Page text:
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Music Arises from Component Parts or The Dream of a Clarinet

By Tobias Wray

Once done,
my father pulled
the instrument apart.
Mouthpiece, barrel.
Joint by joint,
until the bell, wide
as a mouth singing
or screaming,
lay like a dried-up

fountain, a fountain
wet only at the rim
where the last notes
shone still. We were safe
while he practiced:
that music, almost
pattern. The sound
of a clarinet: reedy
absence. He would wave,

as he played,
the black scepter slowly
as if the moment
were stuck in glint,
a spell that never held.

Fires lit under
soon-to-empty trees
bounced sparks
against razor-wire stars.

Like a single voice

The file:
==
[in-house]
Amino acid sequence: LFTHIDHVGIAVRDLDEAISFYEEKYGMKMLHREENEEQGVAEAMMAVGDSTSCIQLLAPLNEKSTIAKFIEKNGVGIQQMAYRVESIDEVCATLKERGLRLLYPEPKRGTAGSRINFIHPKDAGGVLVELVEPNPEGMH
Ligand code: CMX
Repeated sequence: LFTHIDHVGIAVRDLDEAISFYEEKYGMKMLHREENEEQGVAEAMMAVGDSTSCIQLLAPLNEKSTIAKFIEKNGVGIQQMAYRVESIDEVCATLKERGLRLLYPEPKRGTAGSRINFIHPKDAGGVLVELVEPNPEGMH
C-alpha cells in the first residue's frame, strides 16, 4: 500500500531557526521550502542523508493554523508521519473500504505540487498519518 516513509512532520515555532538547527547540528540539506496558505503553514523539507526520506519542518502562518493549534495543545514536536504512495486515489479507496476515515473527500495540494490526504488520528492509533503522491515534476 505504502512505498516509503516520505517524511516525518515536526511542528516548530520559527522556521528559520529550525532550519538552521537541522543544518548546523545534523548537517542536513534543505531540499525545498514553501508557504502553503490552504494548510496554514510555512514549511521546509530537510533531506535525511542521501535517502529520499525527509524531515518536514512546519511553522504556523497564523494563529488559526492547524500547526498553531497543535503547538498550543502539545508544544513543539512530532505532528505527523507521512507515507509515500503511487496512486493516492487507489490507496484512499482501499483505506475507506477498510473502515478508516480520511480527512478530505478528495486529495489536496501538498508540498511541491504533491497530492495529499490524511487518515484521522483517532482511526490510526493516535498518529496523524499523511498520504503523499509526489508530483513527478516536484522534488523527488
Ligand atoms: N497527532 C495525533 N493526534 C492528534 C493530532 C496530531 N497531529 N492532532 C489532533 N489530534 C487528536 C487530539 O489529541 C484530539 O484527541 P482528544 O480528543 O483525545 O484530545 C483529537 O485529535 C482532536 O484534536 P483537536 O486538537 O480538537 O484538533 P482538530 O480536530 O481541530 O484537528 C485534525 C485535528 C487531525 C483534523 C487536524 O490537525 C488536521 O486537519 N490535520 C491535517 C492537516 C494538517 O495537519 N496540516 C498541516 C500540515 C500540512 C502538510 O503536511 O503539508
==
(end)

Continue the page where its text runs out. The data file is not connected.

that beckons to fairy-tale
children, a voice they know
as ancient, dangerous,
yet somehow made of gold.

It took me years
to recall what I heard then.
More than unclear warning, or
loggia in lapsed light.

Anywhere in the house,
we his audience, sunk
like walking stones
over water, trapped
in fading song and after.

My sister tells me
we hid in the closet,
his hard face. Is there
anything more sinister
than a memory lost?
Than a bare music stand?




Added: Tuesday, March 30, 2021  /  Used with permission.
Tobias Wray
Photo by Rachel Kincaid

Tobias Wray’s debut poetry collection, No Doubt I Will Return a Different Man, won the Lighthouse Poetry Prize (Cleveland State University Press, 2021). His work has found homes in various journals, including Blackbird, Bellingham Review, Hunger Mountain, Meridian, and The Georgia Review. Poems also appear in the forthcoming The Queer Nature Anthology (Autumn House Press, 2021) and The Queer Movement Anthology of Literatures (Seagull Books, 2021). He lives in Eastern Washington with his hiking partner, Andy.

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